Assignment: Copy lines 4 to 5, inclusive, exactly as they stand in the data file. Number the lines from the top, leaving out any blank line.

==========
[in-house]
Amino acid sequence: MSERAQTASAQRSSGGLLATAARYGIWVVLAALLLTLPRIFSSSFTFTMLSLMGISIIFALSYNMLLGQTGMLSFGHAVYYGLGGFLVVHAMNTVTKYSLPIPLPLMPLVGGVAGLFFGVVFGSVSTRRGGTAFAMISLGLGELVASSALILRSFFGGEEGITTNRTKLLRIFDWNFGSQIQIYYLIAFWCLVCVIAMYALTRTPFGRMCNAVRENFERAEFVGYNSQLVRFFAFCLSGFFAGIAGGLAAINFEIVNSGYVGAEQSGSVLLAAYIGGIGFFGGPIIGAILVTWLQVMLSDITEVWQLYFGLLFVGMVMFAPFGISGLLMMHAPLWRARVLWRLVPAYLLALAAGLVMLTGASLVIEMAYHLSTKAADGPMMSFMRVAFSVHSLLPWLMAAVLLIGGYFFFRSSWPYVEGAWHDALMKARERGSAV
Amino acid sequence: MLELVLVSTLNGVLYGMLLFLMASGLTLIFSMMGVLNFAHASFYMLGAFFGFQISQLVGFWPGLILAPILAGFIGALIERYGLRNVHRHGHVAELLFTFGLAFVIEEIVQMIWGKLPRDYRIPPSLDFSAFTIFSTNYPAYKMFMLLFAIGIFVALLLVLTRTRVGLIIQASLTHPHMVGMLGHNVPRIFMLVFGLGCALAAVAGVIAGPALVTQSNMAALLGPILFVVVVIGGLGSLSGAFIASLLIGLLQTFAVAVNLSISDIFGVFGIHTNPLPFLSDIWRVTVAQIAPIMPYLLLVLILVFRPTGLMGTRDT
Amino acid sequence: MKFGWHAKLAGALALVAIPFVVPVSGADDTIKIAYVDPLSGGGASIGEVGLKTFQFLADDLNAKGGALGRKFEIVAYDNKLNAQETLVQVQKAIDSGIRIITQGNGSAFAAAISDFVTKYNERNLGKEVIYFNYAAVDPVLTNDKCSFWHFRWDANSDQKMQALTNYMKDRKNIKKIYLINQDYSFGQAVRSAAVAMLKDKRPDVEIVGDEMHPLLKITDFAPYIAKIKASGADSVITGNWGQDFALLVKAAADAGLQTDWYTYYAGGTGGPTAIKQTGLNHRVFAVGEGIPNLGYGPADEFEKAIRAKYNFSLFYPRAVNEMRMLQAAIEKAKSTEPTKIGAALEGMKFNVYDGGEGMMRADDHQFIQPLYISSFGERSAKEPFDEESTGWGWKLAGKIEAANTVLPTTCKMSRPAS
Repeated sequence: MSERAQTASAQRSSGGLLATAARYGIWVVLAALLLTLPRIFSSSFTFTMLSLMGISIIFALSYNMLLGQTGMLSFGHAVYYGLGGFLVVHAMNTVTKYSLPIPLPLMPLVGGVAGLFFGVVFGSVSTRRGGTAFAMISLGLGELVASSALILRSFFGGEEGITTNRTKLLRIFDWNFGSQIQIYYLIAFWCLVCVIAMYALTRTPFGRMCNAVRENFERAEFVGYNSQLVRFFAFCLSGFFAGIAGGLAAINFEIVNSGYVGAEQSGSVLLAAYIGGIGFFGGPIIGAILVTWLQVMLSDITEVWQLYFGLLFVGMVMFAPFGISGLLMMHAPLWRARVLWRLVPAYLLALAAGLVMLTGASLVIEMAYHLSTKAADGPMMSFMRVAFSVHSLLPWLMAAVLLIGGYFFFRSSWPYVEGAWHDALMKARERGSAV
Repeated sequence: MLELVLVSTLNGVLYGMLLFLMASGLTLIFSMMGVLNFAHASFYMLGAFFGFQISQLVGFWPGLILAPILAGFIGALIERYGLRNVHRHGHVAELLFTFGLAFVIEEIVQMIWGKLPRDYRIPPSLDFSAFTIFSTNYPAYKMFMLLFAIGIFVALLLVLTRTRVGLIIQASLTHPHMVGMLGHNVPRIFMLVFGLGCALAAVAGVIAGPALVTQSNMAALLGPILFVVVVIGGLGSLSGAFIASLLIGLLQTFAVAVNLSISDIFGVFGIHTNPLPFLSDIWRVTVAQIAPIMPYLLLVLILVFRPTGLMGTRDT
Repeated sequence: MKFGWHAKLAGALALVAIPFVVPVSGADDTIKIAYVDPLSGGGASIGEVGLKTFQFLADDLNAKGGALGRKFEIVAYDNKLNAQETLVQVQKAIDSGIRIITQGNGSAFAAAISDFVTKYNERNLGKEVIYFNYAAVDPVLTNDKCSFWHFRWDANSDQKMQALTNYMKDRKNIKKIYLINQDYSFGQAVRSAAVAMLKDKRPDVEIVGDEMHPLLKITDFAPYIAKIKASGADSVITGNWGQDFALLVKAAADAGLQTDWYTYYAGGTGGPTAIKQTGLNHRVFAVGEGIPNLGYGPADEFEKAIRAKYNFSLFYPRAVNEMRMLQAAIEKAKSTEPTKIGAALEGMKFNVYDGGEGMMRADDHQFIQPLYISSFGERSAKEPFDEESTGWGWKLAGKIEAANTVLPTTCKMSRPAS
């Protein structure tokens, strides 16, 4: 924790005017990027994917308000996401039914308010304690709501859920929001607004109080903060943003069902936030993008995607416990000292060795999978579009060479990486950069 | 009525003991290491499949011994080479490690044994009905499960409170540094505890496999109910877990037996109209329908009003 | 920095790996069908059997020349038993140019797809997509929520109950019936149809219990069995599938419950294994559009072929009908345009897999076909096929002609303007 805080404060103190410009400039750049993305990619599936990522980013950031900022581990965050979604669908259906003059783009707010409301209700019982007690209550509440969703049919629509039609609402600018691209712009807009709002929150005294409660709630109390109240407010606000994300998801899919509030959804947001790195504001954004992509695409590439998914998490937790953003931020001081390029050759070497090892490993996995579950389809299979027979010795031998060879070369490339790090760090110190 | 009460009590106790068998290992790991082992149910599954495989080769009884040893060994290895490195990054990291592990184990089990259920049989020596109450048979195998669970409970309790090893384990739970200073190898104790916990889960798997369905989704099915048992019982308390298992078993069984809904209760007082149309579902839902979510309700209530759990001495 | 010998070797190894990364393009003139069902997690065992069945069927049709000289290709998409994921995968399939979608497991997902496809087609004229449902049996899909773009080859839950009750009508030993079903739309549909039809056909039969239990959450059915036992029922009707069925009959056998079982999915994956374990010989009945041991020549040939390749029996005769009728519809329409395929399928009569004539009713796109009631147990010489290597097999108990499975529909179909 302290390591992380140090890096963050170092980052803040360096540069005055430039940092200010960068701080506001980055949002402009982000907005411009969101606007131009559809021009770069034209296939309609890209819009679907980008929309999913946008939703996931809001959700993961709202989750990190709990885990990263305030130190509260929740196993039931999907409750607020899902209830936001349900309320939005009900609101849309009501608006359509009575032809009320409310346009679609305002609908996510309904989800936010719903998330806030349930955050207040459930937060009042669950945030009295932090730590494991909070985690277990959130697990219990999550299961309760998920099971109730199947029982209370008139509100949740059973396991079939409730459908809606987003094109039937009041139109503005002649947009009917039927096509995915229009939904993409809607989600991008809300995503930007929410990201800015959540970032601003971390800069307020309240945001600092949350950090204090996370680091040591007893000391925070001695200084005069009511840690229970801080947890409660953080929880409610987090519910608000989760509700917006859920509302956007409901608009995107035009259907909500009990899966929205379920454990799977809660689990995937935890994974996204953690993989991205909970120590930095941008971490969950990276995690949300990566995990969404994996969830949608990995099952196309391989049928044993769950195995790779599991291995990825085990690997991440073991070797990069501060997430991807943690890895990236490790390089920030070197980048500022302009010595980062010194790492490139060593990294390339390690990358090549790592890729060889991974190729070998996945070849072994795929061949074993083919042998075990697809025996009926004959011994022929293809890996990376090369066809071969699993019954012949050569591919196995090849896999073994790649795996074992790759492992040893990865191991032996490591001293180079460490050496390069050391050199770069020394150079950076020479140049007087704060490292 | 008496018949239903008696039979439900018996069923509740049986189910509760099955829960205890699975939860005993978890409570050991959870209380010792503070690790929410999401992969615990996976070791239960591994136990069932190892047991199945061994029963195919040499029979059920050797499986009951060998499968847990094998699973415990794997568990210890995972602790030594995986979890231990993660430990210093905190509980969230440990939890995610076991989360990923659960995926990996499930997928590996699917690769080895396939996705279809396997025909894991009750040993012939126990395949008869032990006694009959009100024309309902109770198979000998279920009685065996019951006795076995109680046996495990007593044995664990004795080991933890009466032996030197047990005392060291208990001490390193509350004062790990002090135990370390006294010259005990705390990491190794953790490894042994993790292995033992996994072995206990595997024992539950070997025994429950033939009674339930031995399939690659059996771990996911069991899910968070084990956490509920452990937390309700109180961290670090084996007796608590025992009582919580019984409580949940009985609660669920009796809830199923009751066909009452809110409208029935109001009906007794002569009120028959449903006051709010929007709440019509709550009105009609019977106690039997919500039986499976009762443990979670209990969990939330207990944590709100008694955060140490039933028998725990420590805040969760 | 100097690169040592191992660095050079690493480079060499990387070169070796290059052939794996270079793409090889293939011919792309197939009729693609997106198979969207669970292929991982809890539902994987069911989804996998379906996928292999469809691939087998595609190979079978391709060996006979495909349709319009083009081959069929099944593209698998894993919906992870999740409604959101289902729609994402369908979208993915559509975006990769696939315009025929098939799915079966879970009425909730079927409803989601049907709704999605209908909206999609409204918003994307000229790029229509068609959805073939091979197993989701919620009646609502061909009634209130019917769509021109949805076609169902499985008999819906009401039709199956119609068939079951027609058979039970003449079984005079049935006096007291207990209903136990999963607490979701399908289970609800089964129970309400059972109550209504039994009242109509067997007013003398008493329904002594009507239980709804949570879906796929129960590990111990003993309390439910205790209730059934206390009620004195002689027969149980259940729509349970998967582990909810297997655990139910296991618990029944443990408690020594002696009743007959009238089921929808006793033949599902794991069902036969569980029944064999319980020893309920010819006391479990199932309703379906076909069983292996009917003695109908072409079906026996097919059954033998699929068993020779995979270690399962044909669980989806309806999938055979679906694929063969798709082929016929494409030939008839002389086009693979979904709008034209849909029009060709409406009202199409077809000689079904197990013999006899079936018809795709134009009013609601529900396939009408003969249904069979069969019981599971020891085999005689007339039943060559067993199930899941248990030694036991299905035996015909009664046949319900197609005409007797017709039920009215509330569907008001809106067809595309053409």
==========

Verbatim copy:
Amino acid sequence: MKFGWHAKLAGALALVAIPFVVPVSGADDTIKIAYVDPLSGGGASIGEVGLKTFQFLADDLNAKGGALGRKFEIVAYDNKLNAQETLVQVQKAIDSGIRIITQGNGSAFAAAISDFVTKYNERNLGKEVIYFNYAAVDPVLTNDKCSFWHFRWDANSDQKMQALTNYMKDRKNIKKIYLINQDYSFGQAVRSAAVAMLKDKRPDVEIVGDEMHPLLKITDFAPYIAKIKASGADSVITGNWGQDFALLVKAAADAGLQTDWYTYYAGGTGGPTAIKQTGLNHRVFAVGEGIPNLGYGPADEFEKAIRAKYNFSLFYPRAVNEMRMLQAAIEKAKSTEPTKIGAALEGMKFNVYDGGEGMMRADDHQFIQPLYISSFGERSAKEPFDEESTGWGWKLAGKIEAANTVLPTTCKMSRPAS
Repeated sequence: MSERAQTASAQRSSGGLLATAARYGIWVVLAALLLTLPRIFSSSFTFTMLSLMGISIIFALSYNMLLGQTGMLSFGHAVYYGLGGFLVVHAMNTVTKYSLPIPLPLMPLVGGVAGLFFGVVFGSVSTRRGGTAFAMISLGLGELVASSALILRSFFGGEEGITTNRTKLLRIFDWNFGSQIQIYYLIAFWCLVCVIAMYALTRTPFGRMCNAVRENFERAEFVGYNSQLVRFFAFCLSGFFAGIAGGLAAINFEIVNSGYVGAEQSGSVLLAAYIGGIGFFGGPIIGAILVTWLQVMLSDITEVWQLYFGLLFVGMVMFAPFGISGLLMMHAPLWRARVLWRLVPAYLLALAAGLVMLTGASLVIEMAYHLSTKAADGPMMSFMRVAFSVHSLLPWLMAAVLLIGGYFFFRSSWPYVEGAWHDALMKARERGSAV